anything on entitlements, would prefer frankly not to have to do anything on some of these debt and deficit problems. if you look at the numbers, then medicare in particular, will run out of money and we will not be able to sustain that program, no matter how much taxes go up. i mean it's not an option for us to just sit by and do nothing. >> that was president obama in the summer of 2011 speaking the hard truths about entitlements. it did not exactly play well for him then and he's been largely quiet on the issue since, perhaps because for both parties talk of cutting social security and medicare hurts a lot. >> there's a pain point that democrats have to reach as well. it's not just republicans. that both sides have to be able to get to the end of this things and say, yes, the president won re-election but there is nobody that gets away with this thing without feeling pain. >> and there are some on the left who hope to get through this without having to go under the knife. adam green, co-founder of the progressive change campaign says -- yesterday on abc's "this week" congressman keith el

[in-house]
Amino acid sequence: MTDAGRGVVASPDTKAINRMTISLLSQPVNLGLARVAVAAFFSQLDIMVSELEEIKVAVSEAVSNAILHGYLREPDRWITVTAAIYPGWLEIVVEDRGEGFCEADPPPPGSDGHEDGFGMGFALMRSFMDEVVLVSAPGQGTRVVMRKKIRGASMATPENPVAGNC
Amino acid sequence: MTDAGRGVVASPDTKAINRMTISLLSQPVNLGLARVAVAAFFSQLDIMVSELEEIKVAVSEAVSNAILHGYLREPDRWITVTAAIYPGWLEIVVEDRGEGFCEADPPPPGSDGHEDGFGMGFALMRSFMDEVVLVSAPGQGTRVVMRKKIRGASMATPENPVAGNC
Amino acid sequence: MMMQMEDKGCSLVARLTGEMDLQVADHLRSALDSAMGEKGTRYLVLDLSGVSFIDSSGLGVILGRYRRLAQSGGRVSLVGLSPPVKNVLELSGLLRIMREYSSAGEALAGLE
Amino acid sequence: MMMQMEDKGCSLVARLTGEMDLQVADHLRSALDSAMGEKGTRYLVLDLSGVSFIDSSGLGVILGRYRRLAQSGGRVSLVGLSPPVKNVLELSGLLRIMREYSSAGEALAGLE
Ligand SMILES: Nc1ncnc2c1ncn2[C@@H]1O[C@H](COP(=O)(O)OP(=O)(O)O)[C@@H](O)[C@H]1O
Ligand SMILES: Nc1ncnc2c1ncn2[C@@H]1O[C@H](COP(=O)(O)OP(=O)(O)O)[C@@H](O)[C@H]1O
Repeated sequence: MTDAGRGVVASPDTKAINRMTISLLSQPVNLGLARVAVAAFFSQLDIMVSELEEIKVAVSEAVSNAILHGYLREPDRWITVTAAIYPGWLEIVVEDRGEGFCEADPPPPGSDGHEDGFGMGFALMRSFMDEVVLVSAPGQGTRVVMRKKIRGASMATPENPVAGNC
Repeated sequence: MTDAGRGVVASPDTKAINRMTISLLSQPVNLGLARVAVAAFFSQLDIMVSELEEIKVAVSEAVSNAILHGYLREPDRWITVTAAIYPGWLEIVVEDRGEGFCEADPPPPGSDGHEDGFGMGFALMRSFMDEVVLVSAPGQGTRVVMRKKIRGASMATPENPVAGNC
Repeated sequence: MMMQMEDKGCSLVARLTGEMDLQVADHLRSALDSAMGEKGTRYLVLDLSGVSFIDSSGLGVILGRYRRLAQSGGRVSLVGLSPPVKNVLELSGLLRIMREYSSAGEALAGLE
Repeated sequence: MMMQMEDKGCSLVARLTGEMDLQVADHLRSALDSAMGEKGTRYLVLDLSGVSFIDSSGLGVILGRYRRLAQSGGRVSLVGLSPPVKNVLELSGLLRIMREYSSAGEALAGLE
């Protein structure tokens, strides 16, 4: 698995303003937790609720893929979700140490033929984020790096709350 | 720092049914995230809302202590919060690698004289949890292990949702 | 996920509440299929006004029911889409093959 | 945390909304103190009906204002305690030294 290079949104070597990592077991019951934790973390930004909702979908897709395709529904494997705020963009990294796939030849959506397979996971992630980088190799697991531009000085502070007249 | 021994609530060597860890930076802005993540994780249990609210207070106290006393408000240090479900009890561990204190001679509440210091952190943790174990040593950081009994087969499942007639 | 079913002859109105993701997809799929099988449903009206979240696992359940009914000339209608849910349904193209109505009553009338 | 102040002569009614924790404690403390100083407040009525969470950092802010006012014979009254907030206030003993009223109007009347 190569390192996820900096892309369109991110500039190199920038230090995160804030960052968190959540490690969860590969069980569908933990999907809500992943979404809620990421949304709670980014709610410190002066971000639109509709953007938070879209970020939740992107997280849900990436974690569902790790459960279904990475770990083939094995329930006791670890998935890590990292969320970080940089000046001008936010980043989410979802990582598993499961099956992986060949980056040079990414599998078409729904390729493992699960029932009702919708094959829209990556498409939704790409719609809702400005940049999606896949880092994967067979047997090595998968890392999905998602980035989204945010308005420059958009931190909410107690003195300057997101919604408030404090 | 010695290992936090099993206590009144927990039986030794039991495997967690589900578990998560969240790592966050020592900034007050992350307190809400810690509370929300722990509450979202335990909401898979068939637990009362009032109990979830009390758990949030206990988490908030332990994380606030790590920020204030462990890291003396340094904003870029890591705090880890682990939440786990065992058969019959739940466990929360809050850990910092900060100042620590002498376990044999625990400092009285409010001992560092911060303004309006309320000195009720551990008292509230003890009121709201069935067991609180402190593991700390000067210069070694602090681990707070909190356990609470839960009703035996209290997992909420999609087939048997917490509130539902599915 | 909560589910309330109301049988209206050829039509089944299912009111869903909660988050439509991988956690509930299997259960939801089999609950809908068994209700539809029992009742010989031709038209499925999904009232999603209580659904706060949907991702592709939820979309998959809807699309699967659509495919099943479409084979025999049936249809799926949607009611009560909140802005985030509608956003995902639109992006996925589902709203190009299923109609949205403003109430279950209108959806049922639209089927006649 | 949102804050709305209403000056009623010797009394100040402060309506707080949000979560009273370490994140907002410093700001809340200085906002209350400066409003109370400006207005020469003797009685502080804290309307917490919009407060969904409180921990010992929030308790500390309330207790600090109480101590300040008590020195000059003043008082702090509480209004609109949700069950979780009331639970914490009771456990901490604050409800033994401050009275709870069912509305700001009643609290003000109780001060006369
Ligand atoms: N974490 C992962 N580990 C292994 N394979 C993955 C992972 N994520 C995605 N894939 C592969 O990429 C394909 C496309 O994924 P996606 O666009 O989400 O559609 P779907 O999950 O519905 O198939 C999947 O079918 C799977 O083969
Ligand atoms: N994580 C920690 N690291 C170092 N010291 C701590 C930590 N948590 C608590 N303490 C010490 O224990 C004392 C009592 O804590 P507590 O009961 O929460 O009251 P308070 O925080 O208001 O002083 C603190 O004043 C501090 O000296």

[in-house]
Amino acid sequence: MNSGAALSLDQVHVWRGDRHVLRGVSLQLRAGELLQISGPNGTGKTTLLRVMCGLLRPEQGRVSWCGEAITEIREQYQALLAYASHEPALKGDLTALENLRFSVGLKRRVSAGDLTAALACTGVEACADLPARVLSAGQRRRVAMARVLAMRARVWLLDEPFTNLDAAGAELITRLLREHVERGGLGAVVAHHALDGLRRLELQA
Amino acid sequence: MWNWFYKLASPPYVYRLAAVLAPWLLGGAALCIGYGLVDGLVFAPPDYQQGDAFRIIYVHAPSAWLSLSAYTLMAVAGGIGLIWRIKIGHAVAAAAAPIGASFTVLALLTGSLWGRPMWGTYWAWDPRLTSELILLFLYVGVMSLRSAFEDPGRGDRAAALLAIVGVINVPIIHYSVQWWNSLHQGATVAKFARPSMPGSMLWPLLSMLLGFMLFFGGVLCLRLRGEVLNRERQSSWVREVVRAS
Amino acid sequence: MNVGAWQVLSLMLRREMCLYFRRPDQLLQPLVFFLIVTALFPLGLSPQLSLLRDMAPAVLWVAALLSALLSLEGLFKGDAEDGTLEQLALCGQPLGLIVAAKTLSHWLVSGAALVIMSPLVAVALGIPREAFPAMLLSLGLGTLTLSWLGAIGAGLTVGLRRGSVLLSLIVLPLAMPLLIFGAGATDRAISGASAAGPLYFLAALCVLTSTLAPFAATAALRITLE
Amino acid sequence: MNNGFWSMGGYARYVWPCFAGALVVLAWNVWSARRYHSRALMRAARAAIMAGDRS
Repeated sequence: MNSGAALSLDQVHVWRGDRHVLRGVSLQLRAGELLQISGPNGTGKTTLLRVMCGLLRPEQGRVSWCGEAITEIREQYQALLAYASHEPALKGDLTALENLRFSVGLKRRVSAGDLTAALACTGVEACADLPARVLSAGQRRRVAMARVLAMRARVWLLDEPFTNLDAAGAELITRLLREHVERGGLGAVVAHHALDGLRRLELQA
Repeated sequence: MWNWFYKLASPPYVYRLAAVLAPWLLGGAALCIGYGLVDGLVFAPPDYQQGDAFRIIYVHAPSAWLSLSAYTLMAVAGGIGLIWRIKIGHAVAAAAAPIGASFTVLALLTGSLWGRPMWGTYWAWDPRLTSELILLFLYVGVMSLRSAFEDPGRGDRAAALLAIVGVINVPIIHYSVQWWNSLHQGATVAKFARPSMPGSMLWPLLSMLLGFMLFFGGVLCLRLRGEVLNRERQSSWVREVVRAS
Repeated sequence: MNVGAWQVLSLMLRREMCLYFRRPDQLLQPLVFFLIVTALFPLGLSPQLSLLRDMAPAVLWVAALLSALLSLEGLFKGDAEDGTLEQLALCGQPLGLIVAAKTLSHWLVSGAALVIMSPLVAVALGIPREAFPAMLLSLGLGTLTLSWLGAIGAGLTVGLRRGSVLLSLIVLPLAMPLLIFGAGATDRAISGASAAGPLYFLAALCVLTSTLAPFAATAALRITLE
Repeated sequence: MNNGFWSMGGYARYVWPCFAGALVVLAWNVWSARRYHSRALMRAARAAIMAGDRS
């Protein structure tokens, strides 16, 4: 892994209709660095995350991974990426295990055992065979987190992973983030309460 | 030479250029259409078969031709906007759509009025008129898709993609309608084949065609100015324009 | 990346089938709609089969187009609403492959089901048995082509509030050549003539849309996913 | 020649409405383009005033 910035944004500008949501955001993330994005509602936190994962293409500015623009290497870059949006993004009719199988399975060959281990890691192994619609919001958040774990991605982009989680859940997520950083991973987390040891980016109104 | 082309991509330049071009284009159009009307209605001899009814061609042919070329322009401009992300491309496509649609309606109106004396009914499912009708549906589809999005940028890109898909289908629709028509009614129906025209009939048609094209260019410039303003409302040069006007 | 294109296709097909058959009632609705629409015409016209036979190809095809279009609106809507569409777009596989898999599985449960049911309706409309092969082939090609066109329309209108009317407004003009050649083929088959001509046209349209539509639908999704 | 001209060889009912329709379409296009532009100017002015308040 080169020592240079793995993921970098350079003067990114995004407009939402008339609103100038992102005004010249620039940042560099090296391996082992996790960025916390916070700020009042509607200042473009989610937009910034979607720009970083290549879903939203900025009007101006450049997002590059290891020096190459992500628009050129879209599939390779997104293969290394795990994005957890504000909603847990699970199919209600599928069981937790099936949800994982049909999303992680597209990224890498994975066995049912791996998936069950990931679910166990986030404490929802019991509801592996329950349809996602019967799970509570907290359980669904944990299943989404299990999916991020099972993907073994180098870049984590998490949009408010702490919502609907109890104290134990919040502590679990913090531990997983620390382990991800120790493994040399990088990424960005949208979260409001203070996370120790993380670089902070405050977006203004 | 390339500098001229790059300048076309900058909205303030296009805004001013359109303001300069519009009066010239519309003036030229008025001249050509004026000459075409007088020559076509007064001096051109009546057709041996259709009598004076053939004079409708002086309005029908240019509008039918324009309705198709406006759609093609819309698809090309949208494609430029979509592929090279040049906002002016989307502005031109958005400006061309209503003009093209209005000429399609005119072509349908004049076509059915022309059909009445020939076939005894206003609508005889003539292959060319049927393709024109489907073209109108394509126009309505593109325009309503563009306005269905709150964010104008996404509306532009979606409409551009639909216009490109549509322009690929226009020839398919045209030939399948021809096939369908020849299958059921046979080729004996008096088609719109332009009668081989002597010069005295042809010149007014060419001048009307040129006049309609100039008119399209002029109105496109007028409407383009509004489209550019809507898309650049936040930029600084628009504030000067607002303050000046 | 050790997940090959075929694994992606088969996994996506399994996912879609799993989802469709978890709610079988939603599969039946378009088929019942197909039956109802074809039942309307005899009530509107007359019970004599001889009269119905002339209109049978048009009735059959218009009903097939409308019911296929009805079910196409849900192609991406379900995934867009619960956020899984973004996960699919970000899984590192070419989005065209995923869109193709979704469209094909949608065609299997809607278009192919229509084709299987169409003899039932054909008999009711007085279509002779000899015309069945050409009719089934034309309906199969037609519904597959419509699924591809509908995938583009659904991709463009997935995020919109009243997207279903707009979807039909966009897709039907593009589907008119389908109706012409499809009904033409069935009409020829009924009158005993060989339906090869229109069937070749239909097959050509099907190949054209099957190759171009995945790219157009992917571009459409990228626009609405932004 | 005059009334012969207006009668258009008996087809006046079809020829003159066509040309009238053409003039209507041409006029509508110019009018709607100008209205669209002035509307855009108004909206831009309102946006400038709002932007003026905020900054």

shot down the theory of closing loopholes to cut the deficit saying it's exactly that. a theory. >> it is not possible for us to raise the amount of revenue that's required for a balanced package if all you're relying on is closing deductions and loopholes. it is possible to do theoretically. it is not possible or wise to do as a practical matter. >> the president then threw a left hook warning republicans who think they might be aim able to use the debt ceiling as leverage in future negotiations and saying essentially dream on. >> if congress in any way suggests that they're going to tie negotiations to debt ceiling votes and take us to the brink of default once again, as part of a budget negotiation, which by the way we have never done in our history until we did it last year, i will not play that game. because we've got to break that habit before it starts. >> joining me now from the capitol dome, nbc's luke russert. i don't know, i think that was what we call officially laying the smack down over there at the business roundtable. i was really surprised that the president wen